I also received phone calls, including a chilling one ending: "If you don't shut up, I'll shut you up." And I spotted a shocking posting on the I.U. fan Web site with the subject heading "I see dead bodies," listing my name along with other Knight critics.

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More threatening, though, was one particular phone rant. The caller, who sounded like a middle-aged male, boasted, "I know how to find you," and began to read the list of discussion sections of a large freshman lecture course I was scheduled to teach. As in all such courses, the professor lectures 150 students in a large hall, and graduate teaching assistants conduct the discussion sections of 25 freshmen in regular classrooms. As the caller ranted, I suddenly flashed on a scene where he, or some other lunatic, came flying through the door of a discussion section as a young teaching assistant and 25 freshmen sat there. Who knew what might ensue? And I was responsible for the people in the room. I helped choose the teaching assistants, and many of the students signed up for the course because they liked my topic. I could not, I decided, teach under these circumstances. I requested and received a leave of absence from I.U.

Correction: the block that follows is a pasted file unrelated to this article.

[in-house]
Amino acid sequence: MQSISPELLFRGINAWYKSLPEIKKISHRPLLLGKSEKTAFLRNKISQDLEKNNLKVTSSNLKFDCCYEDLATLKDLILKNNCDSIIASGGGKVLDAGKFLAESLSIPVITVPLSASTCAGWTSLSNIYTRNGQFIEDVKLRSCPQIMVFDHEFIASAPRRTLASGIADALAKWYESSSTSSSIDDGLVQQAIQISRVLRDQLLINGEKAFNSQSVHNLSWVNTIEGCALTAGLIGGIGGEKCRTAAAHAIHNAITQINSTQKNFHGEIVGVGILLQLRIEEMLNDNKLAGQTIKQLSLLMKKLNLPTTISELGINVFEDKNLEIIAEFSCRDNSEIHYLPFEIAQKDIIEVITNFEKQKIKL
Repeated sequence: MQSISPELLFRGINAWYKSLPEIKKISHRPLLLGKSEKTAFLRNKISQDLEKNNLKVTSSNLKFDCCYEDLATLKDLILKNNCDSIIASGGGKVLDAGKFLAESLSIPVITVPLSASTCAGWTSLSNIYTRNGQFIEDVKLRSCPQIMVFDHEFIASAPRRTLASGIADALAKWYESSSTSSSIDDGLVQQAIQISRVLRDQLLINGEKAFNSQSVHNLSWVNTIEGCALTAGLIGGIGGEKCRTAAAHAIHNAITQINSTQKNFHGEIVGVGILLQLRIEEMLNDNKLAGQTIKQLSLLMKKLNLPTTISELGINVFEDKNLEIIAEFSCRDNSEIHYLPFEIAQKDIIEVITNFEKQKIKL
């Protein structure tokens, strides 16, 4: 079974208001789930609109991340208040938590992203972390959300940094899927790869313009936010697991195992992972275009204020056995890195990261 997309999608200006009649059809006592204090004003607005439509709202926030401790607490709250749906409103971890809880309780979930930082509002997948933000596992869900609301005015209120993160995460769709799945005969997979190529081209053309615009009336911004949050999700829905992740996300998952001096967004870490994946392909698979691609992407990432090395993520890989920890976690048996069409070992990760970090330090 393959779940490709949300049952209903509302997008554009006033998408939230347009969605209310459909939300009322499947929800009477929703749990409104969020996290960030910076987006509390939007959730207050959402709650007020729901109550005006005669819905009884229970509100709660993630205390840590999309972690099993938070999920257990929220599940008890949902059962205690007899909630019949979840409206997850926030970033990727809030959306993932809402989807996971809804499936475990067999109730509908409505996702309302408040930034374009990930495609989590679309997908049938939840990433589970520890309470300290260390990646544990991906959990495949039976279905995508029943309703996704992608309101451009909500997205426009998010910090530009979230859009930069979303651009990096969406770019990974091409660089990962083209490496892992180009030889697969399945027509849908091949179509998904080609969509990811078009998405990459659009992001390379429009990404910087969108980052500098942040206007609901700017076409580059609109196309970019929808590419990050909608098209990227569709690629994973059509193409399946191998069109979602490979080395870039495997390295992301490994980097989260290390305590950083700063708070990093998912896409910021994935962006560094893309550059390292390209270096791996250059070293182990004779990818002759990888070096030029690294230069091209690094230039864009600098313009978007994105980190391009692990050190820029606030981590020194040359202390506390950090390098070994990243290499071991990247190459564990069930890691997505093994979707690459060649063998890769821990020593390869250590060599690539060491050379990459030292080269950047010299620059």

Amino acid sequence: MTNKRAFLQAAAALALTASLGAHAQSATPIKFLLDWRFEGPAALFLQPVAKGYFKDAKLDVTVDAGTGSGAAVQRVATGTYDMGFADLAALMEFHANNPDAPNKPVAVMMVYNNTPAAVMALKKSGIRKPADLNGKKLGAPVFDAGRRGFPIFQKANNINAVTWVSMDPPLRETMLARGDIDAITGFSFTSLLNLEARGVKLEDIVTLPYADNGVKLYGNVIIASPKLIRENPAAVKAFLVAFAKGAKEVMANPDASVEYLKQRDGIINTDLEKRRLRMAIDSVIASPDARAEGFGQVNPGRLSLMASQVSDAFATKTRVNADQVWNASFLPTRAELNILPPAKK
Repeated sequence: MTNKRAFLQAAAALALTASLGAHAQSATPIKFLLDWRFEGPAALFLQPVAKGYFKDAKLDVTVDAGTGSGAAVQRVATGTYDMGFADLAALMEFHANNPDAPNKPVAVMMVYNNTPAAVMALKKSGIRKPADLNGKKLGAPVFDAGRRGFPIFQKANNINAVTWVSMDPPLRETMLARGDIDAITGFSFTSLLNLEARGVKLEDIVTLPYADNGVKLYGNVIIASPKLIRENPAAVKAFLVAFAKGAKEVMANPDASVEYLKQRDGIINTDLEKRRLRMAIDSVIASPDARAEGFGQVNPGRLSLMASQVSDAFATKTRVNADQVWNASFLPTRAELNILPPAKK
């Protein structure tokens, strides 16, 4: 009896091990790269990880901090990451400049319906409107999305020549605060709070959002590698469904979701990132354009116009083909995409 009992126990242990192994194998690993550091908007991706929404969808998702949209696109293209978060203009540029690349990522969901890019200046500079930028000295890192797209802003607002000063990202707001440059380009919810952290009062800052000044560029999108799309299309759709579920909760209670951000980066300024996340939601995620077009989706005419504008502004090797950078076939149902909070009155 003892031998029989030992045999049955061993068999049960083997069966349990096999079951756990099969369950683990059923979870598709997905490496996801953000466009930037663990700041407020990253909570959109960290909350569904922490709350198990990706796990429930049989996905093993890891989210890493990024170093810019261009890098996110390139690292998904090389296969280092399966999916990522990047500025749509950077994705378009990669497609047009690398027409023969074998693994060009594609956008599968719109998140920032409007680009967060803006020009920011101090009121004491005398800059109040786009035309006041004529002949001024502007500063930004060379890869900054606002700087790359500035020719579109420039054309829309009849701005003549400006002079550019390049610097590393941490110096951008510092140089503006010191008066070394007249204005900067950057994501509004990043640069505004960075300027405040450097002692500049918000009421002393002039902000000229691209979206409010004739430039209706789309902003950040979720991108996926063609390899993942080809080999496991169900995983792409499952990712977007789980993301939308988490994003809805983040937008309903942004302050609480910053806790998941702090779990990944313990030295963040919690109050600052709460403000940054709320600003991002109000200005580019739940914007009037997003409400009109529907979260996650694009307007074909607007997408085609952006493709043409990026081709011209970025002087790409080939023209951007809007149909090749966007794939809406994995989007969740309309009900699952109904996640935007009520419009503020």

I then went to Montreal (I'm a native of the city and own a house here), to enjoy a place where very few people have ever heard of Bobby Knight or American college basketball. I also expected that the coach, because he wants to attain the record of the most wins in big-time men's college basketball, would behave himself and that the media would lose interest in his story. Wrong! As the president of the university revealed when he fired Knight on Sunday, in his private behavior Knight had continued to act as the Emperor of Indiana and, as illustrated in a recent public confrontation with a student, operated under his own rules.

The student walked by the coach at the entrance of an athletic department building and called out, "Hey, wassup, Knight?" The coach grabbed him by the arm and demanded that the young man address him as "Mr. Knight" or "Coach Knight." Knight, as the adult in the situation, had the option of ignoring the comment and walking by. But that's not what an emperor does. Last spring, much nastier things were said to me than "Hey, wassup, Sperber," but I exercised my adult option. I also knew that if I made physical contact with a student and swore at him or her -- as Knight apparently did in this incident -- I would violate the university's code of conduct and invite official sanctions. But I'm just one of thousands of employees of I.U. and have to live within the rules. The student, meanwhile, is now reportedly being vilified on campus to the point that he is considering leaving.